The corporate myopia is also related to “financialization,” as major corporations worldwide invest fewer resources into research and put greater resources into stock buybacks to artificially inflate their own market share values.  Overall, business is becoming less enamored of research and more enamored of artificial devices to put greater stock values into the hands of the stockholders – and to concentrate those stocks into fewer, richer hands.  Karl Marx’s predictions for the potentials that capitalism has for destroying itself have outlived the communist movement that he helped create.  The fall of communism notwithstanding, corporatism is becoming ever more the corrupt, inefficient system that Marx criticized.  Capitalism’s increasingly apparent inability to solve problems, to create jobs, and to make people’s lives better may yet generate a new methodology for economics in the future.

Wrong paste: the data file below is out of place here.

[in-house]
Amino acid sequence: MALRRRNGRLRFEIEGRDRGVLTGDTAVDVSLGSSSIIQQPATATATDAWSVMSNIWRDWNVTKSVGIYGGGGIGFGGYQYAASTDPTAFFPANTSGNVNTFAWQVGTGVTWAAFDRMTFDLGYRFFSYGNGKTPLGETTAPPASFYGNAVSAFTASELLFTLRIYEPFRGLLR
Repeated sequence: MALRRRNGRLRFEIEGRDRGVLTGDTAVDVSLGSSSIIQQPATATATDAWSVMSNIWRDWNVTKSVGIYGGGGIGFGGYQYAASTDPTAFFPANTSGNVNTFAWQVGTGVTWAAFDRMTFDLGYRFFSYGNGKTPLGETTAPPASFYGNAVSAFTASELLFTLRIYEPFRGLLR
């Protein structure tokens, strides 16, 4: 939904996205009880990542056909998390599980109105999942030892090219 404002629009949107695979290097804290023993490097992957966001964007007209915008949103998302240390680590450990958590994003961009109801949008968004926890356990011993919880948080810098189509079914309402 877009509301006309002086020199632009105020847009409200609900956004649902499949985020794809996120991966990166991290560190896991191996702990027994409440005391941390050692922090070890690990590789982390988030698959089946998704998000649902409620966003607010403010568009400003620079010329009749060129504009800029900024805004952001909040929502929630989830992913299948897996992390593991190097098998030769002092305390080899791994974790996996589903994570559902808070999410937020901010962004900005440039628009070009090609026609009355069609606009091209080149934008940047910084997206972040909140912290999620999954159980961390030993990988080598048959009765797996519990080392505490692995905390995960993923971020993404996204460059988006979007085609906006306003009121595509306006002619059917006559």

Extracted energy suffers from a dilemma, in that increasing energy extraction competes with food and water resources (through environmental degradation and through the need for water to push resources out of the ground).  On the other hand, increasing food and water production require ever-increasing energy availability.  The world’s rapidly growing middle classes want energy, food, and water in ever greater quantities; and the only way to assure those needs in the long run is by switching our energy systems to non-extracted energy; to wind, sun, and other systems as hoped for by Thomas Edison.  Who will win in the end – Marx with his predictions for the end of capitalism; or Edison with his hopes for the transformation of energy?  Or will capitalism’s end help to finally enable a transformation to green energy?  The 21st century offers us both an opportunity to make our world better through innovative technologies like green energy, and a danger of what may happen if we do not.

Headline image from Wikimedia Commons, public domain images.